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  • New Zealanders' judgments of earthquake risk before and after the Canterbury earthquake: Do they relate to preparedness?

    McClure, J; Wills, C; Johnston, DM; Recker, C (2011)

    Journal article
    Massey University

    Previous research has examined judgments about earthquake likelihood after citizens have experienced an earthquake, but has not compared judgments in the affected region with other regions. Following the Darfield (Canterbury) earthquake, this research compared earthquake risk judgments in the affected region and those outside the region. Participants in Christchurch, Wellington and Palmerston North judged the likelihood of an earthquake before and after the 2010 Canterbury (Darfield) earthquake, near Christchurch. Wellington was chosen as there had been higher expectations of an earthquake in that area. Palmerston North was chosen to be comparable to Christchurch before the Darfield earthquake, in that many New Zealanders have expected an earthquake in Wellington, not Palmerston North. Participants judged earthquake likelihoods for their own city, for the rest of New Zealand and for Canterbury. Christchurch participants also indicated their preparedness before and after the earthquake. Expectations of an earthquake in Canterbury were low before the Darfield earthquake in all three regions and rose significantly after that earthquake. In contrast, Wellingtonians’ judgments of the likelihood of an earthquake in Wellington were high before the Darfield earthquake and did not rise after that earthquake. Christchurch participants’ risk perceptions showed only a weak relation to their preparedness. These results clarify how disasters such as major earthquakes affect judgments of earthquake risk for citizens inside and outside the affected area. The results show that these effects differ in cities where an earthquake is expected. Broader issues about preparing for earthquakes are also discussed.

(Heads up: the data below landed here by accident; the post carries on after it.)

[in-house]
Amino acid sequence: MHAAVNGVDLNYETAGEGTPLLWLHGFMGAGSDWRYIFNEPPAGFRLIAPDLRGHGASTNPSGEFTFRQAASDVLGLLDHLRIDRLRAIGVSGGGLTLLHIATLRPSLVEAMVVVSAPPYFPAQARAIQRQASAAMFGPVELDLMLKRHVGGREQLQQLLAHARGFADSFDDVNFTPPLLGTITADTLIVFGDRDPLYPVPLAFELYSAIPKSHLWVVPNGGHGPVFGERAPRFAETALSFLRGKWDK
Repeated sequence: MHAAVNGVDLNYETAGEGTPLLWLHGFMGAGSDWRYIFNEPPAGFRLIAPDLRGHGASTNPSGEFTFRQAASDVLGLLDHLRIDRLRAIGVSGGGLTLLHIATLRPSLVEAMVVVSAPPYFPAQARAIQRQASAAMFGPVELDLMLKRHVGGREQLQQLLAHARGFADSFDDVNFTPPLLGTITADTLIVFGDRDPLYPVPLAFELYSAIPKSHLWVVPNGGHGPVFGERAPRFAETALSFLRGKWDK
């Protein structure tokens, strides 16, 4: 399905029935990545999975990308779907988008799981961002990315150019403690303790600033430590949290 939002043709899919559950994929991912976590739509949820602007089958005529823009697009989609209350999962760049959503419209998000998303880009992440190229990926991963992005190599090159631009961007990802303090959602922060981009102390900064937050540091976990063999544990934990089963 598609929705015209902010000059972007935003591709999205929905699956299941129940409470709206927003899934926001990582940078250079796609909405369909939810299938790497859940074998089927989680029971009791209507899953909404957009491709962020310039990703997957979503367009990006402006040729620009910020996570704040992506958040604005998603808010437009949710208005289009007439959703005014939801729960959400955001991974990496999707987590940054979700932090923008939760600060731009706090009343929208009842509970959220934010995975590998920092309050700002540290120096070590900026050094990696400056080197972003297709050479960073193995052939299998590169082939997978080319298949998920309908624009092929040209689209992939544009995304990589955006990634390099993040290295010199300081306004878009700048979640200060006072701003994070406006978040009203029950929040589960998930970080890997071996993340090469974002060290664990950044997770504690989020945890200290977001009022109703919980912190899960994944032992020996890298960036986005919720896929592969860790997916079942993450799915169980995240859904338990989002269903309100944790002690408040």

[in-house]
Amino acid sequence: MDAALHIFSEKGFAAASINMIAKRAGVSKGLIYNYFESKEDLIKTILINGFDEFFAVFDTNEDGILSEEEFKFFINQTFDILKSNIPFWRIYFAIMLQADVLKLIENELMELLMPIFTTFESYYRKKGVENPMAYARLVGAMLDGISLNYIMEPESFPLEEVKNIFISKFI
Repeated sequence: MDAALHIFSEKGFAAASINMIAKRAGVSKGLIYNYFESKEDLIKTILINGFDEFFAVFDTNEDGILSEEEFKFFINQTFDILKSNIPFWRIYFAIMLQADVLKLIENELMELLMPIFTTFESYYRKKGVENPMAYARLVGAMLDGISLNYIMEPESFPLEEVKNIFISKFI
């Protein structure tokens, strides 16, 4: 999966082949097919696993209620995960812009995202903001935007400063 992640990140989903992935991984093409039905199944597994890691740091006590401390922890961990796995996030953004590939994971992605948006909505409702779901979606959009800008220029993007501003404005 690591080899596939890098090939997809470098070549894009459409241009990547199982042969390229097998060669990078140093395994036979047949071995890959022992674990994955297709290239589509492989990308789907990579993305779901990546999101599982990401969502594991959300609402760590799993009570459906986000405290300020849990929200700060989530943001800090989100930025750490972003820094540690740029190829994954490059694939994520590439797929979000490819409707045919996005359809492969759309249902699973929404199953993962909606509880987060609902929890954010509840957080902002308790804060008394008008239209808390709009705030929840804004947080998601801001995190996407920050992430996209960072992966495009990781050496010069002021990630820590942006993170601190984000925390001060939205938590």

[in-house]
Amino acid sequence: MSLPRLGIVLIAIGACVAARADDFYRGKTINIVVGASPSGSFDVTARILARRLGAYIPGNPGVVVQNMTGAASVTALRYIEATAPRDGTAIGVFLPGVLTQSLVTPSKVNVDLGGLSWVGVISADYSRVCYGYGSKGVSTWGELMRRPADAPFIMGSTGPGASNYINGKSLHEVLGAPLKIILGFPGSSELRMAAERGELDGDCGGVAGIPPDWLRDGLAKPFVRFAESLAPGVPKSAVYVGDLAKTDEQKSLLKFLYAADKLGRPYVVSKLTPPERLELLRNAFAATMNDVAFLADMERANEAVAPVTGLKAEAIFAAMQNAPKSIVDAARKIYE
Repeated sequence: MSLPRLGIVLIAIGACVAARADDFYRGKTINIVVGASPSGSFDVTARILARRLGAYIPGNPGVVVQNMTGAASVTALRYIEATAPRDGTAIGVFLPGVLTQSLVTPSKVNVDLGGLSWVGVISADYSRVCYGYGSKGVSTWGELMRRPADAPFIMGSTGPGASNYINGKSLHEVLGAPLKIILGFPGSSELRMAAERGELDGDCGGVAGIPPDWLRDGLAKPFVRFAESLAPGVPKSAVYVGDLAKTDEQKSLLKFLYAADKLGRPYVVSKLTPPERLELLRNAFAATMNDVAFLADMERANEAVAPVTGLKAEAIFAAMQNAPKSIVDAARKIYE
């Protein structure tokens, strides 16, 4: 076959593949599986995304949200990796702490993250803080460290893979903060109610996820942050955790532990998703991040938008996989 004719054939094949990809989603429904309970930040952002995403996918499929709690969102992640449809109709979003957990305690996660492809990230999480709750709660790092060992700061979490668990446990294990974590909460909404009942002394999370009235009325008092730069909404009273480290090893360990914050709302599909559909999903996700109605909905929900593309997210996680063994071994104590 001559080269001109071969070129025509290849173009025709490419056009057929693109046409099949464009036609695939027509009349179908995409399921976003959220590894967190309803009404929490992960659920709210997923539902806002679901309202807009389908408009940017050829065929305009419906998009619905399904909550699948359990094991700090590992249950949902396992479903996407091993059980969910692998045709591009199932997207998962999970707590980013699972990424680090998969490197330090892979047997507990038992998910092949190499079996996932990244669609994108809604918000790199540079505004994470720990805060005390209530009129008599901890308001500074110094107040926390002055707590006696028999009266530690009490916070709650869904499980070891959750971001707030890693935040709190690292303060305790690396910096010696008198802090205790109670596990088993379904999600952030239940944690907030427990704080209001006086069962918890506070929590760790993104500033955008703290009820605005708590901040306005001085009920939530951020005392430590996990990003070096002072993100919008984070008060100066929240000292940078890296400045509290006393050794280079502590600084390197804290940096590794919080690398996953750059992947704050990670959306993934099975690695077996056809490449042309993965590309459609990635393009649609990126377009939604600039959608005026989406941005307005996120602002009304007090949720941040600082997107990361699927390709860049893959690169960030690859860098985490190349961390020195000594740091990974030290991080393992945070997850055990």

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  • The use of brief screening instruments for age-related cognitive impairment in New Zealand